Table of Contents Author Guidelines Submit a Manuscript
Evidence-Based Complementary and Alternative Medicine
Volume 2011, Article ID 329023, 9 pages
http://dx.doi.org/10.1155/2011/329023
Research Article

Inner Correspondence and Peacefulness with Practices among Participants in Eurythmy Therapy and Yoga: A Validation Study

1Center for Integrative Medicine, Chair of Theory in Medicine, Integrative and Anthroposophic Medicine, Faculty of Medicine, University of Witten/Herdecke, Gerhard-Kienle-Weg 4, 58313 Herdecke, Germany
2Integrated Studies of Anthroposophical Medicine, University of Witten/Herdecke, Gerhard-Kienle-Weg 4, 58239 Herdecke, Germany
3Chair of Eurythmy Therapy, Alanus University of Arts and Social Sciences, Villestraße 3, 53347 Alfter, Germany
4College of Nursing, Wayne State University, 5557 Cass Aveune, Detroit, MI 48202, USA

Received 20 January 2010; Revised 14 April 2010; Accepted 1 July 2010

Copyright © 2011 Arndt Büssing et al. This is an open access article distributed under the Creative Commons Attribution License, which permits unrestricted use, distribution, and reproduction in any medium, provided the original work is properly cited.

Abstract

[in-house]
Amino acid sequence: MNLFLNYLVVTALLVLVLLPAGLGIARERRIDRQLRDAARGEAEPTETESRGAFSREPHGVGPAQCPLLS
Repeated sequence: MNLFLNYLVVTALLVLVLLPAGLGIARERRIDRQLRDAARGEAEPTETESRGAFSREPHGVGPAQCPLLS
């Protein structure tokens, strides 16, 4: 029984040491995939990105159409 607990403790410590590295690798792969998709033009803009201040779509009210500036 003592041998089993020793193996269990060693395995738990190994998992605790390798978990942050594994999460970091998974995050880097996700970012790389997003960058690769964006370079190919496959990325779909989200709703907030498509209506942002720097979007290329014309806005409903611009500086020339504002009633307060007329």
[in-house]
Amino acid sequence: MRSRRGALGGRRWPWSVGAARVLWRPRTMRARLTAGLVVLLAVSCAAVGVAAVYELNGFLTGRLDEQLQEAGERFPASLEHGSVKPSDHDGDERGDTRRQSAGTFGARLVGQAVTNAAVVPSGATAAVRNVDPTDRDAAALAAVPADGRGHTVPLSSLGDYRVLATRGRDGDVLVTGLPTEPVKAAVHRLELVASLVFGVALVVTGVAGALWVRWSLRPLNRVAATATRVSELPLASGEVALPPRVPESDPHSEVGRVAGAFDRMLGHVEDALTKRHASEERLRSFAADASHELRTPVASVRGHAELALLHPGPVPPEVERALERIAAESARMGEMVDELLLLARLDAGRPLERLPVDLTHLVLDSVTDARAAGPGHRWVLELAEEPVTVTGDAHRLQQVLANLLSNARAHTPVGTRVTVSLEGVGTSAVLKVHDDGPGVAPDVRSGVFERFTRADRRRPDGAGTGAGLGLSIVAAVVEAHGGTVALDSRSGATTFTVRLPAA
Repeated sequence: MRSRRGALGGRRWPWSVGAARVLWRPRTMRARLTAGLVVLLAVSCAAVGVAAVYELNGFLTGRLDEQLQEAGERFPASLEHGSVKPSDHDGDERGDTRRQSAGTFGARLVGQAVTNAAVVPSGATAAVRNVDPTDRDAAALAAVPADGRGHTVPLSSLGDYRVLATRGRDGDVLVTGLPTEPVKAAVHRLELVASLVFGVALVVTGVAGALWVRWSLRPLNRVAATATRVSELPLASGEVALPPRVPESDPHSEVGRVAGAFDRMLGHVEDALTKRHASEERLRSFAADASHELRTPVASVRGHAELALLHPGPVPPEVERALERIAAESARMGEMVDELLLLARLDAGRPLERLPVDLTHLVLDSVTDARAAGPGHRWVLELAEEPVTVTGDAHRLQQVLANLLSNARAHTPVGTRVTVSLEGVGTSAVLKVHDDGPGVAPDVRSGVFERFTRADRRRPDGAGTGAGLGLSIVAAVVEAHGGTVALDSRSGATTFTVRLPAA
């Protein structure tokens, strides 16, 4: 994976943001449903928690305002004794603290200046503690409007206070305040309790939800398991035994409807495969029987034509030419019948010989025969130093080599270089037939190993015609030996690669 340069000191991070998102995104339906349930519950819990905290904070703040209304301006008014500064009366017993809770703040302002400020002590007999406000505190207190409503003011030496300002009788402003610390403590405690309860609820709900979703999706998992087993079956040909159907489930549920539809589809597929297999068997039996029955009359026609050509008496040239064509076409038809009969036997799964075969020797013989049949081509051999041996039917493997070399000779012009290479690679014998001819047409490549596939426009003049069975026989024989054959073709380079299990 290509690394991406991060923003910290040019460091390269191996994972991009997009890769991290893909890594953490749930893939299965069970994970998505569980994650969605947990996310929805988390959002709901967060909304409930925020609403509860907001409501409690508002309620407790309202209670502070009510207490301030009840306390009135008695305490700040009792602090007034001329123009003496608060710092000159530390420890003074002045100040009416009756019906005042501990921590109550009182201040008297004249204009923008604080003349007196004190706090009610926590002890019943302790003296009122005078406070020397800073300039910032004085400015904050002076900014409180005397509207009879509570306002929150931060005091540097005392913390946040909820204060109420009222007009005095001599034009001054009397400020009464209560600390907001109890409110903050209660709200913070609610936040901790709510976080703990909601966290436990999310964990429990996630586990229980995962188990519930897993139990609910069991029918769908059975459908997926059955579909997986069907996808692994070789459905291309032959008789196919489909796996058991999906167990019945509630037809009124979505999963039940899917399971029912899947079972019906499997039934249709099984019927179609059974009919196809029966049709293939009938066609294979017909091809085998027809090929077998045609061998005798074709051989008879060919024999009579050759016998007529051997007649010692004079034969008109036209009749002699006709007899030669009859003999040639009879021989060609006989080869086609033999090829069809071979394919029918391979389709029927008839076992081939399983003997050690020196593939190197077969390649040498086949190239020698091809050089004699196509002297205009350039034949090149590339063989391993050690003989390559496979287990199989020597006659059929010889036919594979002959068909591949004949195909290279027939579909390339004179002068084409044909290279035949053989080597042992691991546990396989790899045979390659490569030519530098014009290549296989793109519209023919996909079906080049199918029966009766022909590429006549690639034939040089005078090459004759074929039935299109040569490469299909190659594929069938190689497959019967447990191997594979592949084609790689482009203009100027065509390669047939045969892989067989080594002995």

Several mind body medicine interventions require an active participation of the practitioners. We intended to develop a questionnaire to operationalize and measure the “inner correspondence” of individuals practicing Yoga or Eurythmy Therapy. In an anonymous cross-sectional study we enrolled 501 individuals (61% yoga). Exploratory factor analysis (study 1) of the 12-item instrument (Cronbach's a l p h a = . 8 4 ) pointed to a 3-factor solution, with one major scale and good internal consistency ( a l p h a = . 8 3 ) and two minor scales with weak internal consistency. To improve the quality of the main scale, we added 8 new items which were tested in a sample of 135 individuals (study 2: 71% Yoga). Factor analysis confirmed a 12-item single factor ( a l p h a = . 9 5 ), that is, Inner Correspondence/Peaceful Harmony with Practices (ICPH). The scale correlated strongly with mindfulness (FMI; 𝑟 > . 5 0 ), moderately with life and patient satisfaction (BMLSS; r between .32 and .43), and weakly negative with symptom score (VAS; 𝑟 = . 2 3 ). In conclusion, the scale ICPH was confirmed as a relevant tool to measure the inner correspondence and feelings of peacefulness with practices. It can be used in clinical studies to assess the efficacy of mind-body practices involving physical movements.